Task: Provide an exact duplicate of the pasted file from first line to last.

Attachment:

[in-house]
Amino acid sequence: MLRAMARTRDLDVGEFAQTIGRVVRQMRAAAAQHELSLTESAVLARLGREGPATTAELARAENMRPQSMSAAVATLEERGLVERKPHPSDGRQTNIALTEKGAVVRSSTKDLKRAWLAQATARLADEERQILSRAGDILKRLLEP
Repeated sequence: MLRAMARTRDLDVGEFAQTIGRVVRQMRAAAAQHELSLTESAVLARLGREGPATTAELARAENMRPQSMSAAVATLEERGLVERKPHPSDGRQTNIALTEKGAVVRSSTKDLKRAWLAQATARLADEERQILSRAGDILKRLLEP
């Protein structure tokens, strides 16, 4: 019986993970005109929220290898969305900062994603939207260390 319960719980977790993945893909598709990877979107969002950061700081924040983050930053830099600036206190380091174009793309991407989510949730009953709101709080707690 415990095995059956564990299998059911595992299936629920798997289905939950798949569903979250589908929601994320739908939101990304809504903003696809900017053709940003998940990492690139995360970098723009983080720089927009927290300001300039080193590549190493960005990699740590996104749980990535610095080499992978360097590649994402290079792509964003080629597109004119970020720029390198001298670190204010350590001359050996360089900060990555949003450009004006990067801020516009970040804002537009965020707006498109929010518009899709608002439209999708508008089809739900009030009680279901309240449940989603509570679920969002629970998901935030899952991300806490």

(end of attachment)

[in-house]
Amino acid sequence: MLRAMARTRDLDVGEFAQTIGRVVRQMRAAAAQHELSLTESAVLARLGREGPATTAELARAENMRPQSMSAAVATLEERGLVERKPHPSDGRQTNIALTEKGAVVRSSTKDLKRAWLAQATARLADEERQILSRAGDILKRLLEP
Repeated sequence: MLRAMARTRDLDVGEFAQTIGRVVRQMRAAAAQHELSLTESAVLARLGREGPATTAELARAENMRPQSMSAAVATLEERGLVERKPHPSDGRQTNIALTEKGAVVRSSTKDLKRAWLAQATARLADEERQILSRAGDILKRLLEP
């Protein structure tokens, strides 16, 4: 019986993970005109929220290898969305900062994603939207260390 319960719980977790993945893909598709990877979107969002950061700081924040983050930053830099600036206190380091174009793309991407989510949730009953709101709080707690 415990095995059956564990299998059911595992299936629920798997289905939950798949569903979250589908929601994320739908939101990304809504903003696809900017053709940003998940990492690139995360970098723009983080720089927009927290300001300039080193590549190493960005990699740590996104749980990535610095080499992978360097590649994402290079792509964003080629597109004119970020720029390198001298670190204010350590001359050996360089900060990555949003450009004006990067801020516009970040804002537009965020707006498109929010518009899709608002439209999708508008089809739900009030009680279901309240449940989603509570679920969002629970998901935030899952991300806490």